Jim Gatto, who was Adidas marketing director at the time, was convicted of making the payments to star high school basketball players in a bid to tie them to the sportswear company later in their careers.
The payments had three goals: first, to get them to go to a university sponsored by Adidas, second, to work with the company if they went pro and third, to sign with Christian Dawkins, an agent who collaborated with Gatto.
Evidence showed that the family of Dennis Smith Jr, who is now a point guard with the New York Knicks NBA team, received $40,000 through this process.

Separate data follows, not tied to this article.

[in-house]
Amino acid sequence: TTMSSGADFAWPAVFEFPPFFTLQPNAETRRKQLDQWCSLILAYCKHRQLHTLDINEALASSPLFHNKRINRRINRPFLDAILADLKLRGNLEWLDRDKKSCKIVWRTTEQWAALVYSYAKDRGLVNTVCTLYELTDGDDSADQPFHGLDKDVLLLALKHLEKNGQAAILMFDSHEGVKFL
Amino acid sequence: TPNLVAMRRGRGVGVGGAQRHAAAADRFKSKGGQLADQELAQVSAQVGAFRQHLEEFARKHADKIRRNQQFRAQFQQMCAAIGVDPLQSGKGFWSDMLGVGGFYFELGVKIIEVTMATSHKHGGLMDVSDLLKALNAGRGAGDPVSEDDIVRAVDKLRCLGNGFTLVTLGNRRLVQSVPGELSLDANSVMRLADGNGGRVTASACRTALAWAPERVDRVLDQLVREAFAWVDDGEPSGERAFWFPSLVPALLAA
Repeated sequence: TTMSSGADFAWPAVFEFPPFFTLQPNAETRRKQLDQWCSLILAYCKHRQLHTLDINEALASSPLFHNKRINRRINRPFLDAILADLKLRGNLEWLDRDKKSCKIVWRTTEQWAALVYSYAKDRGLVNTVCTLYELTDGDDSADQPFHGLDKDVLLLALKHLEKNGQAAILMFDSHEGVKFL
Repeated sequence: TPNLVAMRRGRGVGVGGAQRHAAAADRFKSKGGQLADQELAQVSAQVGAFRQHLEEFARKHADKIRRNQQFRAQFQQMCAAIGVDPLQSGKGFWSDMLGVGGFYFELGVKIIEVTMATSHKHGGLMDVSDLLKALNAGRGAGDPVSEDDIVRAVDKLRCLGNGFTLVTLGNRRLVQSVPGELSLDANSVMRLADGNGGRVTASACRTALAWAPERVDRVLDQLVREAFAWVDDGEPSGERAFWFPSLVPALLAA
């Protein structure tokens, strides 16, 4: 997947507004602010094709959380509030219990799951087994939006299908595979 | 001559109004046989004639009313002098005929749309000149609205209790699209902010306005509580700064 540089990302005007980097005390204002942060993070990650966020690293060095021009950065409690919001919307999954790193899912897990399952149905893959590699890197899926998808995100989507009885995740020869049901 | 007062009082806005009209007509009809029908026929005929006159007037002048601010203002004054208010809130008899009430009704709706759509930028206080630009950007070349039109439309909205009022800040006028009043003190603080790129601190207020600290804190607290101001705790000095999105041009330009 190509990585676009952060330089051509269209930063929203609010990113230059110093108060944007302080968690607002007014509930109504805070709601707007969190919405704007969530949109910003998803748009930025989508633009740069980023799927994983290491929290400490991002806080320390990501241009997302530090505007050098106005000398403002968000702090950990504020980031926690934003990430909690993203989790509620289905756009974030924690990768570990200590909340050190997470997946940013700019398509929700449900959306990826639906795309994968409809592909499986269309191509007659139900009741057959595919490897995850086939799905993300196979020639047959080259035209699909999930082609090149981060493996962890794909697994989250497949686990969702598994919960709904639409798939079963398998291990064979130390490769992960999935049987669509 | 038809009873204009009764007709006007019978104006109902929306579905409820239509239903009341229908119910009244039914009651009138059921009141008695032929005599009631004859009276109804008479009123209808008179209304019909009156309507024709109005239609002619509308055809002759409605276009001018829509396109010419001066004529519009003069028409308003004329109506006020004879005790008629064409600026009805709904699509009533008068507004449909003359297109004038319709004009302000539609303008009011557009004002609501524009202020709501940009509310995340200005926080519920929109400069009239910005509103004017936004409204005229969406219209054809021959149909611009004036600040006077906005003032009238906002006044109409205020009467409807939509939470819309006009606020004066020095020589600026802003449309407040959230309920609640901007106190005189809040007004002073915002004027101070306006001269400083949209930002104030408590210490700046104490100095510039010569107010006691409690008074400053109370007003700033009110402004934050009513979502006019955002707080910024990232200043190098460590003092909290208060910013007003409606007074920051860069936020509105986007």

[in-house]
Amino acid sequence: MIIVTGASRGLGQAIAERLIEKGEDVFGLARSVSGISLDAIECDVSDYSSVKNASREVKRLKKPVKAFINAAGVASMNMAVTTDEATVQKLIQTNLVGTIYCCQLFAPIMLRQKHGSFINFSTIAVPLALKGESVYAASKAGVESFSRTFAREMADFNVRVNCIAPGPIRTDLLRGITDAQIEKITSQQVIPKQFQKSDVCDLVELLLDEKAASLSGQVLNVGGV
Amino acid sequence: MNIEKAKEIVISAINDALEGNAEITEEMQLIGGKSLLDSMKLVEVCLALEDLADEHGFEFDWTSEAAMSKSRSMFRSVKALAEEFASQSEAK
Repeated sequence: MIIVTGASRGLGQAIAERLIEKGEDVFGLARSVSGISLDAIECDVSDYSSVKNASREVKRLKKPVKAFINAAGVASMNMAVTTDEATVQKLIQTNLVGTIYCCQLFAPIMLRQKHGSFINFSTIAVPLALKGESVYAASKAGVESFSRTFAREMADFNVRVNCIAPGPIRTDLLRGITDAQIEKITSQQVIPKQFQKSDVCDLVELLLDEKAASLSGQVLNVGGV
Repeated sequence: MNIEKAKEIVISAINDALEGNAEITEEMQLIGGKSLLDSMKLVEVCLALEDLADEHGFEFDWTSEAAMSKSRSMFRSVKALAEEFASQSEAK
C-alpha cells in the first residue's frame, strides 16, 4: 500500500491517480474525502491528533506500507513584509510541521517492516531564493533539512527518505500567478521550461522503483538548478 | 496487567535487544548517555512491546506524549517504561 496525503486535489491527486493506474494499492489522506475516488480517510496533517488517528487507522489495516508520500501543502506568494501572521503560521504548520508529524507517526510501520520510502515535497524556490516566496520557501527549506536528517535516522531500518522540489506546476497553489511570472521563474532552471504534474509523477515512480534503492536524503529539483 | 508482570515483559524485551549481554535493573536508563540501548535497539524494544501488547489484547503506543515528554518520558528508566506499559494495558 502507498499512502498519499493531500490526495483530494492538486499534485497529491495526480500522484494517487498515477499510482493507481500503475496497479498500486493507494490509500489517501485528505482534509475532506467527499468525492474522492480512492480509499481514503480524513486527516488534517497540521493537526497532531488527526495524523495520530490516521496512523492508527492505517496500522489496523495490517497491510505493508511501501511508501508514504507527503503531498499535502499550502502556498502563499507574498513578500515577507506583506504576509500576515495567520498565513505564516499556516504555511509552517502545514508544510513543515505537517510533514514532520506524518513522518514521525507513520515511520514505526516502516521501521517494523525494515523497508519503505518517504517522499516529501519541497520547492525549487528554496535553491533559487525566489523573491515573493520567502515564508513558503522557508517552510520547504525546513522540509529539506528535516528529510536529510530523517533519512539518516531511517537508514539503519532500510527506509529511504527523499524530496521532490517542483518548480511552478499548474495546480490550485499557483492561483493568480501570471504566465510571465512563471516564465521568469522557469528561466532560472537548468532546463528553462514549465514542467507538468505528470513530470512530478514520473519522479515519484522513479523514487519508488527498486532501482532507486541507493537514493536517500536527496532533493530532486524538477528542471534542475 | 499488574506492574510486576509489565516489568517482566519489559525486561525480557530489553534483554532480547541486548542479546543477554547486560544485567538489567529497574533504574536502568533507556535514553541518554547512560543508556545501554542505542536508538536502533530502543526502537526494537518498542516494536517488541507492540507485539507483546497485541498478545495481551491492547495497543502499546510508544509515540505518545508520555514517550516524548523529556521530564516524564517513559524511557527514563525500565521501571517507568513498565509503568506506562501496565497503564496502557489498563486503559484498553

Dawkins was sentenced to six months in prison on Tuesday, as was Merl Code, who was consulting for Adidas and took part in the scheme, according to prosecutors.
A witness who testified during the trial of the three men said that Deandre Ayton -- the first player selected in the 2018 NBA draft -- would also have been a recipient of the scheme.
The trial has shed light on the practices of high-level university sports, which generate billions of dollars each year but whose athletes are unpaid outside of college scholarships.